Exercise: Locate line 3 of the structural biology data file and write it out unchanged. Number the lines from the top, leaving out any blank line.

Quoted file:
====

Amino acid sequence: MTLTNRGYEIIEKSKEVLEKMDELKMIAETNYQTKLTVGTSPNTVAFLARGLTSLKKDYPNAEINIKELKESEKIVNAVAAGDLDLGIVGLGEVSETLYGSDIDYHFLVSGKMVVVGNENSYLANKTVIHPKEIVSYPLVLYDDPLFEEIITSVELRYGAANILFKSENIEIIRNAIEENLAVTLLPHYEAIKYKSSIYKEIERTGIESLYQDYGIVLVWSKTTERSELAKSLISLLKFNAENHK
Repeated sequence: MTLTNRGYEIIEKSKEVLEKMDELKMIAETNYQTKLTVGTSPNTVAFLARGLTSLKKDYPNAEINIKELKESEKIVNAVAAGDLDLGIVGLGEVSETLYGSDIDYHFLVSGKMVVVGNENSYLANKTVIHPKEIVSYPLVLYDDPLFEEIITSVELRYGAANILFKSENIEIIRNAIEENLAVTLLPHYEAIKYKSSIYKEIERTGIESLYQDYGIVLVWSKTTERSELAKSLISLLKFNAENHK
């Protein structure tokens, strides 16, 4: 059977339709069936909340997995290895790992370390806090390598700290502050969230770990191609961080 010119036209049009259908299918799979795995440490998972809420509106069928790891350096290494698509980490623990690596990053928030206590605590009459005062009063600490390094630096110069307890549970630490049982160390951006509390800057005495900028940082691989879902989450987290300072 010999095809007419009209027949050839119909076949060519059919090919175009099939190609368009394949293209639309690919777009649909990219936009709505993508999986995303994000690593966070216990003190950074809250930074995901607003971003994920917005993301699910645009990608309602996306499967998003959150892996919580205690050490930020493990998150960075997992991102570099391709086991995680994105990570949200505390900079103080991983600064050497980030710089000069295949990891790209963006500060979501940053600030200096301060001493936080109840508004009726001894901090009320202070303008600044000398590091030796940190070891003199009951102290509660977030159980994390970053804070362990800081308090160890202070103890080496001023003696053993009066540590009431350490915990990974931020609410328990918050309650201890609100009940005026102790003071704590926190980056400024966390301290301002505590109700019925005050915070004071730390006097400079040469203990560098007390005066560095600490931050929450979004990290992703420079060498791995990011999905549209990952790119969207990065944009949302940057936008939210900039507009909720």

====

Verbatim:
């Protein structure tokens, strides 16, 4: 059977339709069936909340997995290895790992370390806090390598700290502050969230770990191609961080 010119036209049009259908299918799979795995440490998972809420509106069928790891350096290494698509980490623990690596990053928030206590605590009459005062009063600490390094630096110069307890549970630490049982160390951006509390800057005495900028940082691989879902989450987290300072 010999095809007419009209027949050839119909076949060519059919090919175009099939190609368009394949293209639309690919777009649909990219936009709505993508999986995303994000690593966070216990003190950074809250930074995901607003971003994920917005993301699910645009990608309602996306499967998003959150892996919580205690050490930020493990998150960075997992991102570099391709086991995680994105990570949200505390900079103080991983600064050497980030710089000069295949990891790209963006500060979501940053600030200096301060001493936080109840508004009726001894901090009320202070303008600044000398590091030796940190070891003199009951102290509660977030159980994390970053804070362990800081308090160890202070103890080496001023003696053993009066540590009431350490915990990974931020609410328990918050309650201890609100009940005026102790003071704590926190980056400024966390301290301002505590109700019925005050915070004071730390006097400079040469203990560098007390005066560095600490931050929450979004990290992703420079060498791995990011999905549209990952790119969207990065944009949302940057936008939210900039507009909720």